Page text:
In the example dialogue box 402 where user `Joe` is engaged in a three way chat with buddies `Tom` and `Mary` about where to go to eat. User `Joe` suggests that an agent could be brought in to the conversation. In one embodiment, the agent is triggered via the button `MESSAGE AGENT` 410 in the dialogue box 402. Once the agent has been triggered, the agent can join the IM chat session. In some embodiments, the agent can participate in the dialogue via a side bar communication path, such as via a voice-enabled device (e.g., phone) or email. Other methods of integrating an agent trigger in an IM dialogue box are contemplated and considered to be within the scope of this disclosure. For example, the menu options in the dialogue box can include a menu list related to triggering an agent, and in some embodiments, including various options and/or configurable options associated with triggering the agent.
FIG. 5 illustrates example user interfaces 104 of a mobile phone device depicting a string of SMS messages, according to one embodiment.
User interfaces 502 and 504 are examples of screens displayed on a mobile device for requesting assistance from a decision-making agent (engine). In the example of FIG. 5, the user interfaces allows a user to send an SMS message to a predetermined address to request assistance from a decision-making agent. As shown, the user `Amy` triggers the agent in screen 502 by sending a text message to `5551` and requests the agent to help users `Amy` and `John` to pick a steak house within 5 mi. ("Please help us decide on a steakhouse within 5 mi.). The agent, can, in some embodiments refine the search results by making queries, either predetermined or on a case-by-case basis.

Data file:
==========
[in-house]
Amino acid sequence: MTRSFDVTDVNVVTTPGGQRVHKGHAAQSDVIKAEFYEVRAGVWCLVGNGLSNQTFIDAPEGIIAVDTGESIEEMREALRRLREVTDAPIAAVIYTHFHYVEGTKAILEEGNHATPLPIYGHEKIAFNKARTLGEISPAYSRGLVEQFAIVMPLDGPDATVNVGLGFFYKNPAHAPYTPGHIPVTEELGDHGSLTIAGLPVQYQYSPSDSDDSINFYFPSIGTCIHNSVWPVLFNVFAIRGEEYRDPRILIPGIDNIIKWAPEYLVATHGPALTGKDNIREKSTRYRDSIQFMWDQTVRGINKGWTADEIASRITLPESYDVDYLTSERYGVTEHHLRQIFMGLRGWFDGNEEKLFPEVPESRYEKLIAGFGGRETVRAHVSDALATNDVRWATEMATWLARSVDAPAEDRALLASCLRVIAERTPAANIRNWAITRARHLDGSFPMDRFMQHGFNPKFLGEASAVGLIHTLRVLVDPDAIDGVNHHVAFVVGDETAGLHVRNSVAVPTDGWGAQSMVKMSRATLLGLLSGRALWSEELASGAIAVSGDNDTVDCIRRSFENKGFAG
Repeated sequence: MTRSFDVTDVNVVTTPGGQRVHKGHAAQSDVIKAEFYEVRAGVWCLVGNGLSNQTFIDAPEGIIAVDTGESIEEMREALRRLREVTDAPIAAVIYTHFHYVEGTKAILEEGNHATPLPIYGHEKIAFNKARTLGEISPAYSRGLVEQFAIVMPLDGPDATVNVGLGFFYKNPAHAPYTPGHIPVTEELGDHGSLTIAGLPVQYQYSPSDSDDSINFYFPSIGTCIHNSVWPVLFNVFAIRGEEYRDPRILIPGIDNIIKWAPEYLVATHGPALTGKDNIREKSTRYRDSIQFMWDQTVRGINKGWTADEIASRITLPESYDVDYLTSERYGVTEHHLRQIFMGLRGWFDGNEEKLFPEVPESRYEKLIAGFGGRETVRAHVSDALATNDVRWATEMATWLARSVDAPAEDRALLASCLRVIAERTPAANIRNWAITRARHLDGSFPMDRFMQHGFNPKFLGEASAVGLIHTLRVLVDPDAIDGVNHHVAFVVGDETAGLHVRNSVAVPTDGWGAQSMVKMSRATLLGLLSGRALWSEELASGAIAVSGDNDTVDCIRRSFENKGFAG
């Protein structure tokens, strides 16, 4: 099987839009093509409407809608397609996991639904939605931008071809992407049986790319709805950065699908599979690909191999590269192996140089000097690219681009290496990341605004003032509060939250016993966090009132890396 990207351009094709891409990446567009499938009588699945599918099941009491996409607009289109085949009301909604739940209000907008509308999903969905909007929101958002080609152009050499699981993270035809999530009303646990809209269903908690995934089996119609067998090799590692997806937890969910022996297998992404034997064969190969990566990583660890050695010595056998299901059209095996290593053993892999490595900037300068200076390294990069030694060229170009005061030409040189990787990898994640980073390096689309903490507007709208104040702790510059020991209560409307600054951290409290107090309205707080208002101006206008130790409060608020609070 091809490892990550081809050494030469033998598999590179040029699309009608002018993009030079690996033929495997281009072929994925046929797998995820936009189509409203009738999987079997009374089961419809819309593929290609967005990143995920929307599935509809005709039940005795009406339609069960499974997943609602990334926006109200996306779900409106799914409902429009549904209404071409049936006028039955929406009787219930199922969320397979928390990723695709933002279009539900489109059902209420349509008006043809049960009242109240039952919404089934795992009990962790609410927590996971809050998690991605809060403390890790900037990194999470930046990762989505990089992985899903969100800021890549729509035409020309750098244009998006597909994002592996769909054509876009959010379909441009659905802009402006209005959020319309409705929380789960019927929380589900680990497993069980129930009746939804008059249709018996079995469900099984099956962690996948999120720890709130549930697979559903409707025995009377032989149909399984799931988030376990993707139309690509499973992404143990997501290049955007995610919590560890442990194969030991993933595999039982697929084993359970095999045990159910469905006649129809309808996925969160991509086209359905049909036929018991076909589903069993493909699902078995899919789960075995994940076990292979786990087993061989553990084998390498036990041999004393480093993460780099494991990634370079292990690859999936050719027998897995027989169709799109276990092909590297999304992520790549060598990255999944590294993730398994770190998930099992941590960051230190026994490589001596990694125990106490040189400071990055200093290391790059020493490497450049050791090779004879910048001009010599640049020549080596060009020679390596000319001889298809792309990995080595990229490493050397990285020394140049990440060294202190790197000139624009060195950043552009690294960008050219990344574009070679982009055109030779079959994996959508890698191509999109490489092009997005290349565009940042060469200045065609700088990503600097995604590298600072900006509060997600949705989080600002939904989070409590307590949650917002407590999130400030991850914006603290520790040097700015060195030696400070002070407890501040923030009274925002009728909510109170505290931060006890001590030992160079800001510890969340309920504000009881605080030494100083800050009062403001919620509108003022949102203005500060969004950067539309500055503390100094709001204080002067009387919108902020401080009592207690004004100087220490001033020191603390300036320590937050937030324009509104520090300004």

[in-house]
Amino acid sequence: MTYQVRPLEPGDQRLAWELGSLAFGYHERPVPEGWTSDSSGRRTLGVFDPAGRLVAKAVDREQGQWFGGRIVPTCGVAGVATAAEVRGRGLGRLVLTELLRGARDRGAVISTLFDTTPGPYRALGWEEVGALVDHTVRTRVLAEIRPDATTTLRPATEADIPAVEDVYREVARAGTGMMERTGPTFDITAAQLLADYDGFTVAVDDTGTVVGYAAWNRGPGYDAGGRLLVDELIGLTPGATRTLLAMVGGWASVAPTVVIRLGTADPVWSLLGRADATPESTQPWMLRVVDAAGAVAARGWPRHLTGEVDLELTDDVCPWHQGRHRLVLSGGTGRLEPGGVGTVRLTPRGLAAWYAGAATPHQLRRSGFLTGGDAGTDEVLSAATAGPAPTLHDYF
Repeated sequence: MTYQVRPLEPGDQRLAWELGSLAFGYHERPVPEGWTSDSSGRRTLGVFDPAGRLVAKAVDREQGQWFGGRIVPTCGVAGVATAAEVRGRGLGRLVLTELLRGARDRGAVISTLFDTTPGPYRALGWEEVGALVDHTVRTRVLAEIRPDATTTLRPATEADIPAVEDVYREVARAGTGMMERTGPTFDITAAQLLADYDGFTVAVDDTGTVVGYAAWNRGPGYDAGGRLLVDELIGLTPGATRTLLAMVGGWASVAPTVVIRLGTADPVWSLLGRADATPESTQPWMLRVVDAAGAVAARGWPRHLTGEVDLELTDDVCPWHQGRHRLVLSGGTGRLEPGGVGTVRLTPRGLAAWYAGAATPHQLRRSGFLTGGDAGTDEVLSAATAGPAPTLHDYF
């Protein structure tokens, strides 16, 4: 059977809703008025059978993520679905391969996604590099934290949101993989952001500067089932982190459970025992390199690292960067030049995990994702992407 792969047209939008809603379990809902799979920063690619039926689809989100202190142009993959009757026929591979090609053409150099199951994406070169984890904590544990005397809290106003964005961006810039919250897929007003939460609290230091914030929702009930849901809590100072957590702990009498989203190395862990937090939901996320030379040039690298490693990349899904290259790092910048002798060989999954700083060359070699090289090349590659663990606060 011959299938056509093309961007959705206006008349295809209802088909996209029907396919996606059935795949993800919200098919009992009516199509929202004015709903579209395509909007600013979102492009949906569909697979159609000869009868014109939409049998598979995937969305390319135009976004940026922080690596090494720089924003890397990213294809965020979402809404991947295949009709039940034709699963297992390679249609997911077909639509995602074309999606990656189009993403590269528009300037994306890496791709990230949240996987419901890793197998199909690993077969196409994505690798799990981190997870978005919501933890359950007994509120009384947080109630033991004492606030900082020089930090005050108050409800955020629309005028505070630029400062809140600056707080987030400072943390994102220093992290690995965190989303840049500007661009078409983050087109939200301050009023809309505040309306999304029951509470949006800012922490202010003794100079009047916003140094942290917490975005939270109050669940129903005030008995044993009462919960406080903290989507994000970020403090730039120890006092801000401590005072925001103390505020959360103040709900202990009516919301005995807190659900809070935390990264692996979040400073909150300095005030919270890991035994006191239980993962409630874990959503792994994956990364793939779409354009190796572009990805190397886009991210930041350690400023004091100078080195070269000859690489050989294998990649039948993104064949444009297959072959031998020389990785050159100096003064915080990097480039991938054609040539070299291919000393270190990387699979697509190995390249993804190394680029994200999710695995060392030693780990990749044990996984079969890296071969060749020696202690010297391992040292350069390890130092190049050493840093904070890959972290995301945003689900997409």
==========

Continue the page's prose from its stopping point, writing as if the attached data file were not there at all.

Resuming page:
In the example shown in the user interface 504, the agent attempts to narrow the search fields by requesting the users to enter a desired price range for the steakhouse ("What is the desired price range?"). In other embodiments, alternative methods of requesting intervention by the decision-making agent in a decision-making process via SMS are contemplated, such as, but are not limited to, activating button on the side of the SMS text screen, a button in the main menu, are considered to be within the scope of this disclosure.
FIG. 6 depicts a flow diagram 600 illustrating a process of facilitating a decision-making process, according to one embodiment.
In process 602, multiple users (e.g., at least one user) are connected to a communication thread. The users may have been participating in a discussion session. In some situations, some of the users may have received a request to join the conversation by the original participants via one or more communication channels. The users may be connected to a communication thread via a multi-way teleconference call. In addition, the users may be connected to the communications thread via an SMS text string from mobile devices. The users may also be participating in the discussion via a multi-way web-based chat session/chat room. The web-based chat room may be voice-enabled, such as, via VoIP, Skype, Voice of Wi-Fi (VoWi-Fi), and/or any other web-based voice communication services and protocols.